LONDON (Reuters) -- UK new-car sales rose 11 percent to 180,111 in May, marking the 15th consecutive month of growth for the market. The rise is in stark contrast to other key European markets, which have seen drops in demand.
UK consumers bought more cars last month than in any May since 2005, adding to signs the economy is recovering faster than its European peers.
Private registrations accounted for 84,202, a rise of 21 percent. In the first five months, overall deliveries have jumped 9 percent to 948,666.
The Society of Motor Manufacturers and Traders said in a statement today that May marked the first time that monthly car sales to private buyers have exceeded those for the same month before the 2008-2009 financial crisis.
"The performance of new-car registrations in May marks a significant milestone for UK automotive," said Mike Baunton, the industry trade body's interim CEO.
Ford has the two best-selling models, with its Fiesta subcompact and compact Focus, followed by the Vauxhall Corsa subcompact and Volkswagen's compact Golf.
'Best deals since 1979'
John Leech, UK head of automotive at KPMG, says that a number of factors are driving the increase.
"The new-car market in the UK continues to be buoyed by substantial discounts offered by car manufacturers directly to consumers, such as 0 percent finance. Analysts at CAP Automotive recently claimed that motorists are enjoying the best new-car deals since 1979," he said in a statement. "Secondly, UK banks are midway through settling PPI mis-selling compensation claims with UK consumers, which have averaged 2,700 pounds per claimant over the past two years and totaled 9 billion pounds so far. These one-off lump sums have released pent-up demand for cars."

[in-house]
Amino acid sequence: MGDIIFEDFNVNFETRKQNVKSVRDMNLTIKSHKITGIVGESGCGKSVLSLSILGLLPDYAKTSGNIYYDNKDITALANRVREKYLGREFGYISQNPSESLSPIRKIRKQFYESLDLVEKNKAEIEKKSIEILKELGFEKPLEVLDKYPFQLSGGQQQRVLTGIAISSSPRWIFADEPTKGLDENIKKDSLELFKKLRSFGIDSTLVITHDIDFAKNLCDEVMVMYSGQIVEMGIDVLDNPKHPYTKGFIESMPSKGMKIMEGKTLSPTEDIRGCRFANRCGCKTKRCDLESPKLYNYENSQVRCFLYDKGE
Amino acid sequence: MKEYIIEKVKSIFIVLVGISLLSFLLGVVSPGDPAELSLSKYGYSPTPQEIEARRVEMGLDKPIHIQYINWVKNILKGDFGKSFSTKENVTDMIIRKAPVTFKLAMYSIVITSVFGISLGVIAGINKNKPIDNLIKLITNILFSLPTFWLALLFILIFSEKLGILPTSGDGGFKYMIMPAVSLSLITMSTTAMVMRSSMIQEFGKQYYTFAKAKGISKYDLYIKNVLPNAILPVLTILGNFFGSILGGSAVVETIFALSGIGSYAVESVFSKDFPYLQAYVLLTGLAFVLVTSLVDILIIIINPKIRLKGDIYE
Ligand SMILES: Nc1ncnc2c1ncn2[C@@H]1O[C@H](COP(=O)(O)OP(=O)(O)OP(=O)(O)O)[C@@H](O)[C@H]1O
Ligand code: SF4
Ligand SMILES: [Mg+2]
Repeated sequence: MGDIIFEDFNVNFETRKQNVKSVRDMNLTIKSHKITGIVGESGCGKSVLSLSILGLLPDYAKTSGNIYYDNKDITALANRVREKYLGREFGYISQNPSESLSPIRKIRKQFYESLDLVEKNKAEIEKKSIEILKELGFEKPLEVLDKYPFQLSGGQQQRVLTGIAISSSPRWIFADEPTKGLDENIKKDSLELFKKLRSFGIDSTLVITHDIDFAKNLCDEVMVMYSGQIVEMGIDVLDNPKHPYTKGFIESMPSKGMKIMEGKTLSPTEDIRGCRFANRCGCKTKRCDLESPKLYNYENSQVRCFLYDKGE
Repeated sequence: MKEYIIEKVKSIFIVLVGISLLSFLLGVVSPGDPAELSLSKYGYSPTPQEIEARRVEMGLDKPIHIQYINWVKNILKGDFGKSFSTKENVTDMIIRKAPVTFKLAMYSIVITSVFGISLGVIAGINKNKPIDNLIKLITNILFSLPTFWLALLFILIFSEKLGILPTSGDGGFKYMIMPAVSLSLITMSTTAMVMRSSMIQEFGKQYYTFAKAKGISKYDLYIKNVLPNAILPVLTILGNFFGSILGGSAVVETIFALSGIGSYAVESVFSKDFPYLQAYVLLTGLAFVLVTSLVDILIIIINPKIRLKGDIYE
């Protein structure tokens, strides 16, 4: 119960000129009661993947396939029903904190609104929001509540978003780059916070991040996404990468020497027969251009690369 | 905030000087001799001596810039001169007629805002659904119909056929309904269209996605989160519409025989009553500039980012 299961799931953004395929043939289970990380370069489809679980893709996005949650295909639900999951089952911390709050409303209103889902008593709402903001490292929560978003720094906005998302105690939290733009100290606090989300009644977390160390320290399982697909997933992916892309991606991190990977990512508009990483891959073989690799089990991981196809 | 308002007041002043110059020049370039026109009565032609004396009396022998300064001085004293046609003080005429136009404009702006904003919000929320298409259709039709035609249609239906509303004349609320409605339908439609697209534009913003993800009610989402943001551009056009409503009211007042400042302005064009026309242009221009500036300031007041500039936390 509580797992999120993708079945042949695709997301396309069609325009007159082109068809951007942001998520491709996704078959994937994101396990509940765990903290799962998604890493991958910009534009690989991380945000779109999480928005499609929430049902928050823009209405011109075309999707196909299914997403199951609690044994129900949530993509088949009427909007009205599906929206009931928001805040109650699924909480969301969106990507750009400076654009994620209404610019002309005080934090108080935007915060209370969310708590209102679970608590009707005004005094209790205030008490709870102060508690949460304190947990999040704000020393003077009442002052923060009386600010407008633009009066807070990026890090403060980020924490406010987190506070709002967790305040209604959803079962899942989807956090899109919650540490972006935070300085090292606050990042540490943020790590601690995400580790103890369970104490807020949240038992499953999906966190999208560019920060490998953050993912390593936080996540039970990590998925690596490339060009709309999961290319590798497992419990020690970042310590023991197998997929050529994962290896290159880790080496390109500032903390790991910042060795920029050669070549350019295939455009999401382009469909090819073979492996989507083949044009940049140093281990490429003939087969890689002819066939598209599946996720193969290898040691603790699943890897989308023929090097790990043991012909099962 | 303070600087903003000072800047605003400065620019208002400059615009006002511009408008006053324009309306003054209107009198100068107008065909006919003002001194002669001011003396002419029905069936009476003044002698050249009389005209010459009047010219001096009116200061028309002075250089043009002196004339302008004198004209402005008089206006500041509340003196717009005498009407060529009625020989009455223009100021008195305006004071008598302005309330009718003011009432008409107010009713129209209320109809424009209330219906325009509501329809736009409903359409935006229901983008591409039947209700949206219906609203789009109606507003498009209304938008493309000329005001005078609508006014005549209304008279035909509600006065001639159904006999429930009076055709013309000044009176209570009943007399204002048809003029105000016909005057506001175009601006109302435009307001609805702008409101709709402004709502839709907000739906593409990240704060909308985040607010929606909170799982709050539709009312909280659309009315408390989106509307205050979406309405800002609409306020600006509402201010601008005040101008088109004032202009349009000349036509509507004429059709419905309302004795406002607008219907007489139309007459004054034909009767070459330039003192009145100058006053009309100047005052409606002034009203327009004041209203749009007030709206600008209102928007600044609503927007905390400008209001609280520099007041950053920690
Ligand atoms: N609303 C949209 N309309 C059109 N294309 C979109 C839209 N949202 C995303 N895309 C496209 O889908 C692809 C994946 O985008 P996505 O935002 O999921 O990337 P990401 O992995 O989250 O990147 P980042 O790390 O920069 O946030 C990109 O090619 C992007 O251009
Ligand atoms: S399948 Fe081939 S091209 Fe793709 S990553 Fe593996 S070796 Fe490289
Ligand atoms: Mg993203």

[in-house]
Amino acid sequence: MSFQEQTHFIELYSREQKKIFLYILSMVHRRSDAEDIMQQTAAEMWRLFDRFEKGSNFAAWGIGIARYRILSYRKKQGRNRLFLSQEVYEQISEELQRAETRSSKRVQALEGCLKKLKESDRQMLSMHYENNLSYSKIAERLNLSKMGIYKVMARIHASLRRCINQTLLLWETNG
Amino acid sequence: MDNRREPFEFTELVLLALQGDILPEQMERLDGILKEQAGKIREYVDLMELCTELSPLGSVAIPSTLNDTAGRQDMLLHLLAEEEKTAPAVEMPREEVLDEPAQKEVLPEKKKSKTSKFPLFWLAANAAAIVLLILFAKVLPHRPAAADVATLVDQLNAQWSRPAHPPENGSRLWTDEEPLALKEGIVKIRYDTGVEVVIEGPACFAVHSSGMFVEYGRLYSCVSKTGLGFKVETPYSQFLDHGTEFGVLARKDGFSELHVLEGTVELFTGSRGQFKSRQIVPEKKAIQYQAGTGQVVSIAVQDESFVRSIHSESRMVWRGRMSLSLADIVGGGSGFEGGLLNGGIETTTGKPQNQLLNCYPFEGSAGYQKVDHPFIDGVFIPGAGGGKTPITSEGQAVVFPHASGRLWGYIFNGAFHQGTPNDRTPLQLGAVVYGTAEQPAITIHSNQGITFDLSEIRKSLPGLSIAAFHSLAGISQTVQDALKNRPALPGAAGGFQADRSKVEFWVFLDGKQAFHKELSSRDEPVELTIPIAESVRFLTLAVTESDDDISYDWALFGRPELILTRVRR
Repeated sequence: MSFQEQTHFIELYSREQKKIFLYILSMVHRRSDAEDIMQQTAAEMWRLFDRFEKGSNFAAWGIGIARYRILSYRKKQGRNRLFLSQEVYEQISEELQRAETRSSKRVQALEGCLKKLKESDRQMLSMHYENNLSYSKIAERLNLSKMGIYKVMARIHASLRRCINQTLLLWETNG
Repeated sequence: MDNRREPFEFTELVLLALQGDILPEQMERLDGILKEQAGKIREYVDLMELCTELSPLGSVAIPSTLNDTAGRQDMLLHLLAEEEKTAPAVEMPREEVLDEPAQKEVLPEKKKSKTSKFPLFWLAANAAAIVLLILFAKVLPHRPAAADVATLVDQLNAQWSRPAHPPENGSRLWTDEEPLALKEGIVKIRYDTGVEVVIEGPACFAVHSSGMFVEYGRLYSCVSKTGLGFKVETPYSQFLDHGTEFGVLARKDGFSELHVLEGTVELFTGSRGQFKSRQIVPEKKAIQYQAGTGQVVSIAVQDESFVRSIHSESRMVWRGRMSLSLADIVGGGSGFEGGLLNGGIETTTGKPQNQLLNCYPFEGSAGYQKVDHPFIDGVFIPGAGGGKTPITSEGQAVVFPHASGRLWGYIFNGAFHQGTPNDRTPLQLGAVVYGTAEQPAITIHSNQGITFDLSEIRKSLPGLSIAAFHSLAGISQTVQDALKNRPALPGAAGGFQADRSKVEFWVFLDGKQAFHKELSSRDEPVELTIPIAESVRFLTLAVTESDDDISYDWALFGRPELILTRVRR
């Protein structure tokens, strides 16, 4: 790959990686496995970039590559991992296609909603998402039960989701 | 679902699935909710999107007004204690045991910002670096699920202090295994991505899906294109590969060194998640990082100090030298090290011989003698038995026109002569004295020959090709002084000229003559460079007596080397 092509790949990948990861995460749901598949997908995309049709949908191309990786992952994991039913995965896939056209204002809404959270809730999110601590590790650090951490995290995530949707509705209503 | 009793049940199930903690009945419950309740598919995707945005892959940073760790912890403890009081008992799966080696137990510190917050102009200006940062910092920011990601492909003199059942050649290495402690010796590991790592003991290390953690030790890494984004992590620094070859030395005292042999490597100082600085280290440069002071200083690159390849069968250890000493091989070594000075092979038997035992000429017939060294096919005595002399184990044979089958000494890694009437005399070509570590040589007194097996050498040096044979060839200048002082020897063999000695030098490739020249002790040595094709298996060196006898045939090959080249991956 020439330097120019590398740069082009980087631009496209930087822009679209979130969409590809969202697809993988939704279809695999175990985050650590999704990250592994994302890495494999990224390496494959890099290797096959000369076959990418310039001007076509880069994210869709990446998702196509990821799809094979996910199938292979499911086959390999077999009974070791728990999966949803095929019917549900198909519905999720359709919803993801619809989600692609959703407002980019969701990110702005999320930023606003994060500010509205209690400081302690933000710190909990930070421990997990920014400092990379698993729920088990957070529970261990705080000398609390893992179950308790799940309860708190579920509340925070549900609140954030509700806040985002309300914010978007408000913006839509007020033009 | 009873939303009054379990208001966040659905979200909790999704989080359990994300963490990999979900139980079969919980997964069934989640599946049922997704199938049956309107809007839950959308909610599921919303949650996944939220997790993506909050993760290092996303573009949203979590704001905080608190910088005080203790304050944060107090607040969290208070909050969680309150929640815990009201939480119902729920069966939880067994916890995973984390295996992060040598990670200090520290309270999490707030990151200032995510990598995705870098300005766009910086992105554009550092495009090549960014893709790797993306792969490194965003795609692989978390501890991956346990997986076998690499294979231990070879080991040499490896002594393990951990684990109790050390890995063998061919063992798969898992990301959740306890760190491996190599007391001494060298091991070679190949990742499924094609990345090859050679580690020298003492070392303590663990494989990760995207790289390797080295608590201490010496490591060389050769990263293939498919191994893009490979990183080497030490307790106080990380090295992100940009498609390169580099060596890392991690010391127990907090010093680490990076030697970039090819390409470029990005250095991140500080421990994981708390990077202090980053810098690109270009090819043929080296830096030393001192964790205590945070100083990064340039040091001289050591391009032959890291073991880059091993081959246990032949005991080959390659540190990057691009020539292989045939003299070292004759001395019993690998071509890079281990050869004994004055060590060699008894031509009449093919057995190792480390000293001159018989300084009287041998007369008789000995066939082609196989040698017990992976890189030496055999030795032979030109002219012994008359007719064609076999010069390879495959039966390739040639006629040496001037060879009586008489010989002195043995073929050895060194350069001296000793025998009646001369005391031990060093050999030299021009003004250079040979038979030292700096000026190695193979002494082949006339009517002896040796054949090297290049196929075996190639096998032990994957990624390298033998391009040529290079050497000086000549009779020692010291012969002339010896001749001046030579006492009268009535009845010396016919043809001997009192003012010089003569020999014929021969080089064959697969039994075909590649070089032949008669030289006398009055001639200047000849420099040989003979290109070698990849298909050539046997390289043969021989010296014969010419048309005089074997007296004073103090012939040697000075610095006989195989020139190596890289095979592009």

He added that these factors are likely to remain in place for the coming months.
More good news
The SMMT numbers follow a positive week for British data, with purchasing managers' indices pointing to 0.5 percent economic growth in the second quarter and consumer confidence up.
British car sales have performed much more strongly than in most of the rest of Europe, and over the past year have defied a generally gloomy picture for consumer demand in Britain, helped by cheap finance and other factors.
On Tuesday, data released in Germany showed that new-car sales fell 10 percent in Europe's biggest car market, while in France, deliveries fell 10 percent. In Italy, registrations were down 8 percent and in Spain, they dropped 3 percent in the same period.
Automotive News Europe contributed to this report